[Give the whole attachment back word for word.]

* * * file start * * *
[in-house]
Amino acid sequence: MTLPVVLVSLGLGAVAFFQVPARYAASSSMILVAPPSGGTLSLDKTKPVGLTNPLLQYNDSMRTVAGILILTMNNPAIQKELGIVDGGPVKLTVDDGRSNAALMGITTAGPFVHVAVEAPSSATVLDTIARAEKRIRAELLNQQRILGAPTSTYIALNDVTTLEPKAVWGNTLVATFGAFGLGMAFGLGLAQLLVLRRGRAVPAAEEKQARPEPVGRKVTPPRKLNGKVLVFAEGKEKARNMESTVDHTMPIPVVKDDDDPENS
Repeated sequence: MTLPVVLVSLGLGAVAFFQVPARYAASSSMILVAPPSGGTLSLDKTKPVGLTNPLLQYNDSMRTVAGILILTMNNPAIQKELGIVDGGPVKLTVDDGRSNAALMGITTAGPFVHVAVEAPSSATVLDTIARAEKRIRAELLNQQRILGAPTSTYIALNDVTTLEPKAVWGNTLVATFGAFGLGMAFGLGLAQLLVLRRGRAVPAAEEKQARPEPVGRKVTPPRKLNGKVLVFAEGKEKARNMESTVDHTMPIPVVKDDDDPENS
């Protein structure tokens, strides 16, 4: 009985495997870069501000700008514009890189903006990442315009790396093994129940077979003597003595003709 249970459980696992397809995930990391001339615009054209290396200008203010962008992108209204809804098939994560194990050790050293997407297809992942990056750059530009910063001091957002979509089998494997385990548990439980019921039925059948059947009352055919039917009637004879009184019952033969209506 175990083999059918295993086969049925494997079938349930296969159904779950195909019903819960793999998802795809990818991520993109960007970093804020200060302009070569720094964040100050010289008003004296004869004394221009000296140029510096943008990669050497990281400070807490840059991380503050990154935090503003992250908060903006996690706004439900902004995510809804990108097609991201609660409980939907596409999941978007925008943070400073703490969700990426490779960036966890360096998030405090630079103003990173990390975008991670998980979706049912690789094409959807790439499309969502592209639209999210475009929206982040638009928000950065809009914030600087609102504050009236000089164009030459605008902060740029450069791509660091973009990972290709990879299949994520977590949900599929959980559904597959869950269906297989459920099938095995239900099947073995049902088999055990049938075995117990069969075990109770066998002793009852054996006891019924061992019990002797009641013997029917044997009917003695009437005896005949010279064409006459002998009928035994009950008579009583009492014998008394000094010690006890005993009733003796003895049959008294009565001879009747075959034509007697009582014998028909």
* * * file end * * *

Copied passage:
[in-house]
Amino acid sequence: MTLPVVLVSLGLGAVAFFQVPARYAASSSMILVAPPSGGTLSLDKTKPVGLTNPLLQYNDSMRTVAGILILTMNNPAIQKELGIVDGGPVKLTVDDGRSNAALMGITTAGPFVHVAVEAPSSATVLDTIARAEKRIRAELLNQQRILGAPTSTYIALNDVTTLEPKAVWGNTLVATFGAFGLGMAFGLGLAQLLVLRRGRAVPAAEEKQARPEPVGRKVTPPRKLNGKVLVFAEGKEKARNMESTVDHTMPIPVVKDDDDPENS
Repeated sequence: MTLPVVLVSLGLGAVAFFQVPARYAASSSMILVAPPSGGTLSLDKTKPVGLTNPLLQYNDSMRTVAGILILTMNNPAIQKELGIVDGGPVKLTVDDGRSNAALMGITTAGPFVHVAVEAPSSATVLDTIARAEKRIRAELLNQQRILGAPTSTYIALNDVTTLEPKAVWGNTLVATFGAFGLGMAFGLGLAQLLVLRRGRAVPAAEEKQARPEPVGRKVTPPRKLNGKVLVFAEGKEKARNMESTVDHTMPIPVVKDDDDPENS
């Protein structure tokens, strides 16, 4: 009985495997870069501000700008514009890189903006990442315009790396093994129940077979003597003595003709 249970459980696992397809995930990391001339615009054209290396200008203010962008992108209204809804098939994560194990050790050293997407297809992942990056750059530009910063001091957002979509089998494997385990548990439980019921039925059948059947009352055919039917009637004879009184019952033969209506 175990083999059918295993086969049925494997079938349930296969159904779950195909019903819960793999998802795809990818991520993109960007970093804020200060302009070569720094964040100050010289008003004296004869004394221009000296140029510096943008990669050497990281400070807490840059991380503050990154935090503003992250908060903006996690706004439900902004995510809804990108097609991201609660409980939907596409999941978007925008943070400073703490969700990426490779960036966890360096998030405090630079103003990173990390975008991670998980979706049912690789094409959807790439499309969502592209639209999210475009929206982040638009928000950065809009914030600087609102504050009236000089164009030459605008902060740029450069791509660091973009990972290709990879299949994520977590949900599929959980559904597959869950269906297989459920099938095995239900099947073995049902088999055990049938075995117990069969075990109770066998002793009852054996006891019924061992019990002797009641013997029917044997009917003695009437005896005949010279064409006459002998009928035994009950008579009583009492014998008394000094010690006890005993009733003796003895049959008294009565001879009747075959034509007697009582014998028909």